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I am just starting to get into WFB with the release of 8th. This is due to the fact that I've seen so much ranting and raving about how 8th is just "fun". I started playing 40K about a year and a half ago since I finally had a job (At 14$ an hour!!!) and money, and Dawn of War introduced me to the setting and I loved it. As I read the rules, I really liked the idea of using high powered weapons to blast enemies, or just dakkaing like hell (I ended up as orks ) and rolling a ton of dice. The Close Combat rules seemed alright and I guessed I'd use them once I charged, but It seemed pretty same-y and every fight would pretty much just be the same thing with number variations. While I still sort of feel that way, jump packs, power weapons, and power klaws have made me respect melee a little more, and it feels a bit funner. I still like blasting with interesting weapons though, since all I have to do is change weapons and my whole damage profile changes.
One problem I'm having currently is getting excited about WFB as I read the rulebook. Shooting is way de-emphasized and the melee chapter is HUGE. So huge that it takes up most of the Movement section too... I'm not sure how I feel about this. Another concern is that a ton of the units both in my codex (Empire) and others seem very, very same-y. Pretty much every core choice I've seen has Str 3, 1 wound, Toughness 3, Init 2-4. This always strikes me as odd, because I like in 40K how the numbers seem universally higher, and there's a decent variety between squads in the same army (BTW, Thats why I don't play marines.). And on top of that, the weapon choice is a whole new stat-line to have fun with. In other words, sure most of the Ork units stats are the same, but they are very different than just about every other army, they each get +1 Str and Init on a charge, and most have a nob, who not only gets a bunch of upgrade options, he has another stat line with 3-4 better stats (Unlike champions that I've seen in fantasy that only get +1 atk usually.)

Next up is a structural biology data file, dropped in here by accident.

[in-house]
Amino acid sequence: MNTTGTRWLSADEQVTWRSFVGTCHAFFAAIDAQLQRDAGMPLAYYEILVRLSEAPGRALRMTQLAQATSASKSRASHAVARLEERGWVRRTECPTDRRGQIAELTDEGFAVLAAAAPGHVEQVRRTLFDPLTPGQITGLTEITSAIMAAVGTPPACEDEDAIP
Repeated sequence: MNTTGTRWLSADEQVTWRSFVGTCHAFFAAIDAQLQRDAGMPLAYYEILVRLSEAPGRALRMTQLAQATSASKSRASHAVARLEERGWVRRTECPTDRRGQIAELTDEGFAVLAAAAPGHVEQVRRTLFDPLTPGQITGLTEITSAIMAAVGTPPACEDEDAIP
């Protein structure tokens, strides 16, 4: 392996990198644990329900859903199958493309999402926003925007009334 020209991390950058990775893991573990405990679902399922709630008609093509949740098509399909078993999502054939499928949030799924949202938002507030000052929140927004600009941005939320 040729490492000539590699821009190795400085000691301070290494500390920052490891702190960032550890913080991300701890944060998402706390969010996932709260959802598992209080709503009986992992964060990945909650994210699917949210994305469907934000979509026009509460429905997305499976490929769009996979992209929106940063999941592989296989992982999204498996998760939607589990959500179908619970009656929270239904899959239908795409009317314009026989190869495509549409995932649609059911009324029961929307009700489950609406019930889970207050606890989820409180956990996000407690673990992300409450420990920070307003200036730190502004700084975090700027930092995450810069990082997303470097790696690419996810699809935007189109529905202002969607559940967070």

Basically, my question and reason for making this thread is: What do you find fun about fantasy? Choosing magic items? Trying to execute flanking tactics? Marching the little squares of units across the board? Using a steam tank to crush tiny rat-men?! (BTW One of the reasons Im playing empire is because I like vehicles and they have one ) The book makes it seem like it could be summed up as: "Get into melee. Shoot a bit before hand. Hope you roll well." and I'm wondering what subtleties I'm missing by not having seen a real game played yet (Battle reports only help a small bit. I need to see a full game start to finish, although I never have actually seen that in 40K yet either, barring my own games.)
This is especially directed to players who started in 40K, like me. And even moreso to people that, after reading what I like about 40K, can empathize. Finally, although this isn't the focus of the thread, does the "boring on paper" syndrome stem from my army choice (I switched to Emps from Dwarfs because Dwarves seemed DREADFULLY boring on paper. That and I don't want to paint 50% beard models...), and do you think I'd be well off playing a War-machine heavy army because of it? Finally, I want to stress that I'm not the type of person who only has fun by winning, it's more about playing the game to me. I would much rather play 5 very close games and lose all of them than 10 where I win by a landslide. (But I can only stand about 2 of being stomped D
Thank you to anyone that reads all of this and responds! I'm hoping to turn this into a real discussion and not just about me as well.